MEMPHIS, Tenn. – At least 34 people across Tennessee are believed to have died as a result of last week’s winter storm.
That includes 11 just in Shelby County.
And while it’s not clear yet how they died, it’s underscoring concerns about homelessness in our community.
291 adults and children came to the Hospitality Hub last week to seek shelter from the freezing temperatures and get warm.
“There’s a lot of homeless people in Memphis. I never knew how many people there were until I got put in this situation,” said Brandy Williams, homeless.
A clearer picture of the status of homelessness in Shelby County is coming into focus.
It comes after at least 11 people in the county are believed to have died as a result of the winter storm.
This number may be car crashes or other storm-related injuries, but some could also be people who found themselves stuck in the dangerously frigid temperatures.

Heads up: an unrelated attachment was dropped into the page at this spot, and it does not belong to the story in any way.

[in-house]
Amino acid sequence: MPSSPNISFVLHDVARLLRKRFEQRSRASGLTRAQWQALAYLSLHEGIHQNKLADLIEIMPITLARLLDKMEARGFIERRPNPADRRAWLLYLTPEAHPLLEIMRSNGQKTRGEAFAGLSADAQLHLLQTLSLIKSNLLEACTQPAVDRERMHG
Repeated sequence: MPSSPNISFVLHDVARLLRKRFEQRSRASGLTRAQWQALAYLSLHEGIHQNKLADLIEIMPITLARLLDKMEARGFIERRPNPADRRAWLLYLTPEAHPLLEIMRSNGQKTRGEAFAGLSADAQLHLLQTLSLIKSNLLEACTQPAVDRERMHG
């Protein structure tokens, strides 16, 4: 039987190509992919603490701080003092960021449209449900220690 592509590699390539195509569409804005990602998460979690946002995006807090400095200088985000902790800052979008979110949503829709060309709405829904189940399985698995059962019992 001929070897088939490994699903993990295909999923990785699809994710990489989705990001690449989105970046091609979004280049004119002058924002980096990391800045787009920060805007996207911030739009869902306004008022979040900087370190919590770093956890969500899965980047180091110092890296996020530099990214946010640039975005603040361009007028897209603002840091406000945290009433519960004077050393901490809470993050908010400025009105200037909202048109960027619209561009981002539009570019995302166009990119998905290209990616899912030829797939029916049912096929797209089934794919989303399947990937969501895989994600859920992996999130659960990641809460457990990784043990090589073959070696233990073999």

Shelby County Commissioner Britney Thornton has long worked to help the homeless problem in the area.
Now she wants to do more after she spent a week at the Hospitality Hub.
“We have a lot of work to do. The city invests, and the county is underinvesting,” said Britney Thornton, Shelby County Commissioner.
Thornton said Shelby County has a budget twice as large as the city.
She said her goal is to get more funding for the Hospitality Hub so they can expand.
Thornton also hopes to provide more satellite locations across the county so people can have greater access, stability, and resources in their neighborhood by 2025.
“If the practice right now is to send people downtown to receive services, we are going to send them back to their neighborhoods where they can stay in place, get rehoused and stay in their neighborhoods,” said Thorton.
Commissioner Thornton said she will bring this plan to address the homelessness crisis to the Shelby County Commission meeting Wednesday morning.